Executive pay and equality -- a few facts

Discussion in 'Economics' started by spect8or, Apr 22, 2007.

  1. From time to time, with fairly consistent regularity, the media wring their hands over executive pay levels and the bitter inequality in America they represent. Seldom mentioned, however, is how American executive compensation stacks up against the rest of the world.

    A report by consulting firm Watson Wyatt (in Spanish, but there's probably an English version somewhere) found that senior executives in the US were paid only 5.3 times as much as middle managers, while the differences in salary levels in other countries were far greater: Argentina 20.3 times; Brazil 17.3 times; China 10.5 times, Spain 6.1 times and Mexico an astonishing 30.5 times. (The report notes that both fixed salaries and end of year bonuses were used in the calculations.)

    The report made a similar comparison between senior non-professional administrative workers and junior, inexperienced professionals on the one hand [Group A], and more senior managers on the other [Group B].


    As can be seen, pay levels in the US are far more equal than in most other comparison countries.

    Perhaps that's something to point out to AFL-CIO drones when they complain about how much executives have "raked in" (they actually use that term on their "Pay Watch" site). The evidence clearly suggests that upper management in the US is being compensated at a reasonably higher rate than middle management (who, in turn, receive only reasonably higher compensation than the bottom).

    If it's truly inequality that is the concern, a better option would be simply halting immigration rather than moaning about executive pay. Afterall, it makes little sense to claim to be battling inequality all the while importing ever increasing amounts of it. On the other hand, if it's Mexico or Brazil that is the model to aspire to, things are proceeding according to plan.
  2. Also, I might add, those American numbers look especially good for a country with a Gini co-efficient of some .43 or so. [Gini represents the inequality of income distribution in a country with a figure between 0 and 1, 0 being completely equal, 1 completely unequal.]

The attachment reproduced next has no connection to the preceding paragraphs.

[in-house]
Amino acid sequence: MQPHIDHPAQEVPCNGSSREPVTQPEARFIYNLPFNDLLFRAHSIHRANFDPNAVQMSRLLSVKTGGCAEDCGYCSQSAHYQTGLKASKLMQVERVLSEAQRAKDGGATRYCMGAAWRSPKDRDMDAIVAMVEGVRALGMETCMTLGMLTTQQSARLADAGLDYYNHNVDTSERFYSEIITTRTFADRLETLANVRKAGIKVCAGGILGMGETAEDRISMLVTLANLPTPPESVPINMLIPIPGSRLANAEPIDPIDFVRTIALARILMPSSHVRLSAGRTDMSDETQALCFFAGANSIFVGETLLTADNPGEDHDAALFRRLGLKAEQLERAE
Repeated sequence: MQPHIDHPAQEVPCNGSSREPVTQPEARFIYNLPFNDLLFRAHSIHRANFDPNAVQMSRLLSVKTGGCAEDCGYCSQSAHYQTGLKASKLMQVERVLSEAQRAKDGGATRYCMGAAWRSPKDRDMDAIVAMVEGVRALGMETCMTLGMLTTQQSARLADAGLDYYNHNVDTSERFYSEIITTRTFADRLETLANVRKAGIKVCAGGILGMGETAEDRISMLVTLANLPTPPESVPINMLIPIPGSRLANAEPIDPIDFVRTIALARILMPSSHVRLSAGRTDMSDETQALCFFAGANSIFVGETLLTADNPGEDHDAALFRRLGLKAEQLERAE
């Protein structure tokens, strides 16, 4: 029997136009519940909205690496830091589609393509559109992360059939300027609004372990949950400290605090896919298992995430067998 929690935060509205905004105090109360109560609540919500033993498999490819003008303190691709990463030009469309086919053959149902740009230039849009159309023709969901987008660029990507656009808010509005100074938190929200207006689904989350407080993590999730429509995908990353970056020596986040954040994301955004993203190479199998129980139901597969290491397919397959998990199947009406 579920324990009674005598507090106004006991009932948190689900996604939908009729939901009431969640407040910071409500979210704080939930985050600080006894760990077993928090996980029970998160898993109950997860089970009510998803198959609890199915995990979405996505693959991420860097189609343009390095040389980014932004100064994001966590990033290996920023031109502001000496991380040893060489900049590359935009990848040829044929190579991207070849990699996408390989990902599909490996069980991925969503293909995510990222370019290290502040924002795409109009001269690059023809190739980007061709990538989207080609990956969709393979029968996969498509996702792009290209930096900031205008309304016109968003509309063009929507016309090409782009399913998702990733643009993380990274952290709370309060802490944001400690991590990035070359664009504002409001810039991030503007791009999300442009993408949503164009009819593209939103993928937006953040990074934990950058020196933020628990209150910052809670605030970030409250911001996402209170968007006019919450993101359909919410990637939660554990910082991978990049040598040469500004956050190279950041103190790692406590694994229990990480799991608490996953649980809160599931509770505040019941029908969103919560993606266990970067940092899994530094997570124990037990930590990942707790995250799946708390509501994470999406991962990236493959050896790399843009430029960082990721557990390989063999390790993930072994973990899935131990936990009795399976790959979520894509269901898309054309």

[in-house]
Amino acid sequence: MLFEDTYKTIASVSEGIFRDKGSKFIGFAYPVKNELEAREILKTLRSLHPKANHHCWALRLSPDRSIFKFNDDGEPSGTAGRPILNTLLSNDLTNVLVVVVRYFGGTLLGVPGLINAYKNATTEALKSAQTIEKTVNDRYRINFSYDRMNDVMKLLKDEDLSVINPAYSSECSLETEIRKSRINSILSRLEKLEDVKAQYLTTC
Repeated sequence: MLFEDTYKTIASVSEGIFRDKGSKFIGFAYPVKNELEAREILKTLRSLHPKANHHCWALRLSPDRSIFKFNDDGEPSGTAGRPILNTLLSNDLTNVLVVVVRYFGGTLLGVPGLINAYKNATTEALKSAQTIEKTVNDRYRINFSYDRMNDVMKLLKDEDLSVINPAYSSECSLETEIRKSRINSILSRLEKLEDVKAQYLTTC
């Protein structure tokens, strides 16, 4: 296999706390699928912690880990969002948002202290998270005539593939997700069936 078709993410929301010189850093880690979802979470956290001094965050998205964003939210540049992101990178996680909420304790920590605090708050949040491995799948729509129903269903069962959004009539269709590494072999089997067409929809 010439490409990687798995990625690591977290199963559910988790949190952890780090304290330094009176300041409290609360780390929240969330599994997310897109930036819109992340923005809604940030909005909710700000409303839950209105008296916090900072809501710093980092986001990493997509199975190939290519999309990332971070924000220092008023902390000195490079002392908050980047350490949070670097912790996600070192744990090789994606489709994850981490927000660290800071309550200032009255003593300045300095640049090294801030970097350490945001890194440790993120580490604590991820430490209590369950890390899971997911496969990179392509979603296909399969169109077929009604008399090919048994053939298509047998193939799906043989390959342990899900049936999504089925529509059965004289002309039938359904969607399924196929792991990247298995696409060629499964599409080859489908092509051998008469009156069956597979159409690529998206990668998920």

More "socialistic" European countries -- even "wild" formerly communist ones -- tend to come in at a more equal ~.3-.35, so a tighter spread in pay levels is to be expected.

    The tight US spread is rather unexpected. To me, that would suggest America does a good job of presenting Americans with opportunities to acquire the kinds of skills and education that the capitalist system is adept at finding ways to reward. (Of course, America also does a good job of "punishing" those who fail to acquire such skills and education.)

    Nevertheless, continuing immigration seems set to push the American Gini up into Brazil/Mexico territory. In fact, I think one could make a good case that the rise in the American Gini since the 70s is in large part attributable to the rise in thirld world immigration since 1965 Act opened America to the world. I give it 12 years to cross .50.
  3. I would say this study is quite mis-leading. What are the definitions of senior executives? The results depend on the definition! A better approach is to look at the pay of CEO vs average employee pay.

    Also, the numbers on China is definitely wrong. The corruptions in China is partially due to the fact that the CEO's in China, especially those of state-owned companies, do not get paid much in terms of salary (however, this is changing, for better or for worse).
  4. /

    Why would that be a better approach? Because it avoids definitional ambiguities or because it makes better propaganda copy?

    Really, though, I think comparing gradations is far more telling than comparing the head honcho with some unskilled shelf-stacker -- I mean, if you want to know what the real story is.

    So what are the real China numbers then?
  5. Definition aside, most companies in China nowadays are private companies, neither state-owned nor listed in any stock exchanges. Even if you are a high official in those companies, you don't get paid much unless you are also an owner. This is also the case in Hong Kang.

    I wonder where did the spanish study got the numbers about China.
  6. I laugh at all these people crying about executive pay....you want to save money? Fine, have a contest like Ben n Jerrys did and let that guy run your company....but don't go crying when you stock and profits slide...also, with SARBOX, the risk of being CEO is not worth the reward unless the $$$ are high